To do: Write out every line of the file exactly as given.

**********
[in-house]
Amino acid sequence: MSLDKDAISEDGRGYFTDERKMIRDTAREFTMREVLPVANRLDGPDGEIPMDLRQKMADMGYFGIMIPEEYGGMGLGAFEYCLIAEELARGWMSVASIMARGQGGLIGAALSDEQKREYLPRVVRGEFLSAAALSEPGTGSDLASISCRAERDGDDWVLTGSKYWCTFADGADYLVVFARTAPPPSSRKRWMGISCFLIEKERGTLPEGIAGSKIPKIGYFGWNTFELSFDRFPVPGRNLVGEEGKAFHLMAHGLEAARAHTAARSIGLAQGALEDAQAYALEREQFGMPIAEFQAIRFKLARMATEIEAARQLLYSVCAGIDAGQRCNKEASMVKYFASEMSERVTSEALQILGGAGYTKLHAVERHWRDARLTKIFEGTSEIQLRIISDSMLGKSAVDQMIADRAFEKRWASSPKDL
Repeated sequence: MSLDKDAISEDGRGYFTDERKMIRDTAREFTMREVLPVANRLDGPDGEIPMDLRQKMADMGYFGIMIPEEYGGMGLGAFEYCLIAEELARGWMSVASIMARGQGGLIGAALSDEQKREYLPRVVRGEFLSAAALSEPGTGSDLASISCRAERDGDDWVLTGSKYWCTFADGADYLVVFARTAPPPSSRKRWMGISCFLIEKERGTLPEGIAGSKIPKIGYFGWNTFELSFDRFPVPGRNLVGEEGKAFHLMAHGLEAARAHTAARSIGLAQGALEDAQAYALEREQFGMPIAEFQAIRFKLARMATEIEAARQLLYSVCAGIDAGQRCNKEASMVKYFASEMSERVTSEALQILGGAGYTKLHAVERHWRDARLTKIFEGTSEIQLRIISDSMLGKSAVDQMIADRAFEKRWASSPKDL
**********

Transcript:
[in-house]
Amino acid sequence: MSLDKDAISEDGRGYFTDERKMIRDTAREFTMREVLPVANRLDGPDGEIPMDLRQKMADMGYFGIMIPEEYGGMGLGAFEYCLIAEELARGWMSVASIMARGQGGLIGAALSDEQKREYLPRVVRGEFLSAAALSEPGTGSDLASISCRAERDGDDWVLTGSKYWCTFADGADYLVVFARTAPPPSSRKRWMGISCFLIEKERGTLPEGIAGSKIPKIGYFGWNTFELSFDRFPVPGRNLVGEEGKAFHLMAHGLEAARAHTAARSIGLAQGALEDAQAYALEREQFGMPIAEFQAIRFKLARMATEIEAARQLLYSVCAGIDAGQRCNKEASMVKYFASEMSERVTSEALQILGGAGYTKLHAVERHWRDARLTKIFEGTSEIQLRIISDSMLGKSAVDQMIADRAFEKRWASSPKDL
Repeated sequence: MSLDKDAISEDGRGYFTDERKMIRDTAREFTMREVLPVANRLDGPDGEIPMDLRQKMADMGYFGIMIPEEYGGMGLGAFEYCLIAEELARGWMSVASIMARGQGGLIGAALSDEQKREYLPRVVRGEFLSAAALSEPGTGSDLASISCRAERDGDDWVLTGSKYWCTFADGADYLVVFARTAPPPSSRKRWMGISCFLIEKERGTLPEGIAGSKIPKIGYFGWNTFELSFDRFPVPGRNLVGEEGKAFHLMAHGLEAARAHTAARSIGLAQGALEDAQAYALEREQFGMPIAEFQAIRFKLARMATEIEAARQLLYSVCAGIDAGQRCNKEASMVKYFASEMSERVTSEALQILGGAGYTKLHAVERHWRDARLTKIFEGTSEIQLRIISDSMLGKSAVDQMIADRAFEKRWASSPKDL